Farpoint Bahtinov Focus Mask for DSLR Camera Lens w/ 67mm Filter Thread # FP441
Snap-in Bahtinov focus mask for DSLR camera lenses with 67mm filter thread. Manufacturer part number FP441. Requires user to provide a UV or other filter for their camera lens (not included).
Please Note: The Bahtinov focus technique, when used with camera lenses, works best with longer focal lengths. It gets less useful and harder to focus with shorter focal lengths. The practical useful limit for this is around 100mm lens focal length or longer.
About the Bahtinov Mask:
Farpoint Bahtinov Masks are by far, the easiest, fastest and most consistent manual focusing aid available to the amateur astrophotographer. In 2008, Pavel Bahtinov, a Russian amateur telescope maker and astronomer, published an ingenious new way to easily focus your DSLR camera, webcam or CCD camera for astrophotography. The method is simple, very intuitive, and the device has universally been named after the inventor: The Bahtinov Mask.
Prior to the innovative design of the Bahtinov Mask, astrophotographers could spend ten minutes or more just obtaining a reasonable focus. Problems with seeing, exposure length, and camera noise all increased the difficulty of and time spent finding perfect focus. With the Farpoint Bahtinov Mask, the process of finding the perfect focus whether it be through a DSLR, CCD or a WebCam takes a matter of seconds because the process is unaffected by seeing, noise and allows short exposure lengths!
Using the Bahtinov Focus Mask for DSLR Camera Lenses:
Focusing with your Bahtinov mask for DSLR camera lenses is simple. Start by snapping the Bahtinov mask into an inexpensive UV or Skylight filter that fits your camera lens [FILTER NOT INCLUDED; MUST BE PROVIDED BY BUYER]. Center a fairly bright start in your camera and achieve a rough focus, then loosely screw the filter holding the mask onto your camera lens.
Take a short exposure. The image of the star will show diffraction spikes. The "center" set will most likely be shifted to one side or the other. This is showing the defocus.
Adjust the focus of your camera and re-expose the star, once again showing the diffraction spike pattern. Iterate the process until you get the central diffraction spike centered against the star and the other spikes. When you achieve a symmetrical pattern, you have achieved the best possible focus. Remove the mask, center your target object and take your images!
These masks are designed to snap onto a UV filter. The Farpoint snap-in Bahtinov Masks do NOT include a filter. Typically, photographers keep a UV filter on their lens permanently just to protect the lens. Since camera lens filters are stackable, Farpoint recommends that you keep a UV filter permanently on your lens and then LOOSELY thread a second UV filter with the snap-in Bahtinov onto your protective UV filter. That way, your lens will always be protected and you will be able to easily remove the Bahtinov to take your photos. In addition to DSLR camera lens Bahtinov masks, Farpoint also makes Bahtinov masks for telescopes (sold separately).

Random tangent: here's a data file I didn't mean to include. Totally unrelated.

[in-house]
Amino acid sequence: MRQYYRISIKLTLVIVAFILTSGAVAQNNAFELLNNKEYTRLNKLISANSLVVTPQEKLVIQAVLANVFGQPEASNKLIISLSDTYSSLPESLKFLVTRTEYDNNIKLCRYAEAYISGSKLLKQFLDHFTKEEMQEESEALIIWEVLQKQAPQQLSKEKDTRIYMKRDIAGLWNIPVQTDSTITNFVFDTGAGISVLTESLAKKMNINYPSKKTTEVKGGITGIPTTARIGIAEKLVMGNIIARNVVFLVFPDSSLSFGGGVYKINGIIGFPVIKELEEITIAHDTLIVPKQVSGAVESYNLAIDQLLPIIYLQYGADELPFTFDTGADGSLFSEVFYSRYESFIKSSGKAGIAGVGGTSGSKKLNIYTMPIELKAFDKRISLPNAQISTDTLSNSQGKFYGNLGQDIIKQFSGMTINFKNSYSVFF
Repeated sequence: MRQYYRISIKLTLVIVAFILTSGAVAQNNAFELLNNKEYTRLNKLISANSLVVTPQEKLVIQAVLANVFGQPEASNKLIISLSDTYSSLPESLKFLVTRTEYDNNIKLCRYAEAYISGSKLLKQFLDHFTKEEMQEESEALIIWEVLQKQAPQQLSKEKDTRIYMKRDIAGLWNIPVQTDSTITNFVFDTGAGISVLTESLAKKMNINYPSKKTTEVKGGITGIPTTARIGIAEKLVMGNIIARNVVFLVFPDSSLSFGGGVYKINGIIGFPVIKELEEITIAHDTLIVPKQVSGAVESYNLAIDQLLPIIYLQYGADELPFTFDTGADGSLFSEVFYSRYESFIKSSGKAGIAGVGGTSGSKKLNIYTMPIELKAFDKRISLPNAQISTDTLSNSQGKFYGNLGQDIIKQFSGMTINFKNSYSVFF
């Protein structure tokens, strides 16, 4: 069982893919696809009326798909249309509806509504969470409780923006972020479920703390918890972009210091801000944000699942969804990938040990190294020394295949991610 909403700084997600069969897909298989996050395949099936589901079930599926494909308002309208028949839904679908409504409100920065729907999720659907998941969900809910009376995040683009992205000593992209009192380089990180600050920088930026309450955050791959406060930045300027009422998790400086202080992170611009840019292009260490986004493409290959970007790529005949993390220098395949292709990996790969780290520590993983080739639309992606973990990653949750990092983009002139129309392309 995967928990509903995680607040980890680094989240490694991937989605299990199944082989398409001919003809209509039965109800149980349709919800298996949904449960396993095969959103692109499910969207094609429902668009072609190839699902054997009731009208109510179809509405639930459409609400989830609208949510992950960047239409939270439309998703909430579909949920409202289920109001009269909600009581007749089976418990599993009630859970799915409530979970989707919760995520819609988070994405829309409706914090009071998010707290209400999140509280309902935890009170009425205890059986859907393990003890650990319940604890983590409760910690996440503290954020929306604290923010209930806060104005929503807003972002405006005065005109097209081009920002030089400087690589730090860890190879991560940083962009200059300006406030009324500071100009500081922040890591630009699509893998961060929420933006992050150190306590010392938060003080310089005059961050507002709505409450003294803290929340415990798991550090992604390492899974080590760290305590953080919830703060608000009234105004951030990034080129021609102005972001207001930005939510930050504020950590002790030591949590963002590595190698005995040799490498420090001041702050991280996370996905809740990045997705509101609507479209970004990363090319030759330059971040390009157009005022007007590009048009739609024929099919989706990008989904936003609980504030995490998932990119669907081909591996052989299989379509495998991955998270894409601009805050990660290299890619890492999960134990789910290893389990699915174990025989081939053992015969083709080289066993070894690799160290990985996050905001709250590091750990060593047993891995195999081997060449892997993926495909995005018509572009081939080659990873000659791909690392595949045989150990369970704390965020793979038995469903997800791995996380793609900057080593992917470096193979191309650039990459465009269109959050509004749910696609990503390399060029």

Farpoint manufactures this "lifesaving" astrophotography tool out of virtually indestructible ABS plastic in a range of sizes for DSLR camera lenses. The Farpoint Bahtinov Mask will ensure that you spend more time imaging and less time focusing for years to come! Whether you focus manually or electronically, the Farpoint Bahtinov Mask is an essential tool for any astrophotographer.
Nov 17, 2018
Works Very WellPros: Cons: Comments:
The mask works as advertised and helps me to focus when using my Canon T2i and 135mm lens. With the smaller FL lens, I use a higher than normal ISO (3200) and have the aperture wide open (F/2.8) and focus on a bright star. I don't bother shooting a test photo anymore, I simply use live focus and zoom in.Bottom Line: Would you recommend this item? Yes
I have used it on several photo sessions and I'm pleased to report that blurred images might be a thing of the past now.
This review was provided courtesy of AgenaAstro.comJun 10, 2018
This thing just works!Pros: Cons: Comments:
I had purchased another mask/focusing aid from another online source where the pattern was etched (laser I presume) into clear acrylic. It then needed to be mounted into a square filter holder and attached to the lens. While it worked, this product is so much easier at 1/4 the price. It was a bit difficult to snap into a 77mm filter, but I just leave it attached to the filter as I don't shoot with any filters in place anyway unless I need a light pollution filter. The filter/mask combo is thin enough it fits back into the original filter box. Another benefit to this aid, is its easy to rotate the filter on the front of your lens to orientate the movement of the center diffraction spike to coincide with the way your lens focuses. If I need to move the spike to the left, I twist the focus ring on the lens to the left and so on. If it doesnt match your focus movement on your lens, rotate the filter/mask combo 180 degrees. Just one more convenient thing while you're out in the dark. Highly recommend this. I use it on a 135mm Rokinon on my Nikon D7100. I haven't tried it on a different lens to see how it produces the diffraction spikes. Again..highly recommend!Bottom Line: Would you recommend this item? Yes
This review was provided courtesy of AgenaAstro.com
fredsanfelipe New Member
- Skill Level
- Time with Product
Jan 23, 2016
- User Notes:
- Review by Fred E.
Easy to Use,Strong ConstructionCons: Comments:
I use this for astrophotography, and it makes focusing much easier. It fit my lens perfectly.Bottom Line: Would you recommend this item? Yes
This review was provided courtesy of AgenaAstro.comSort by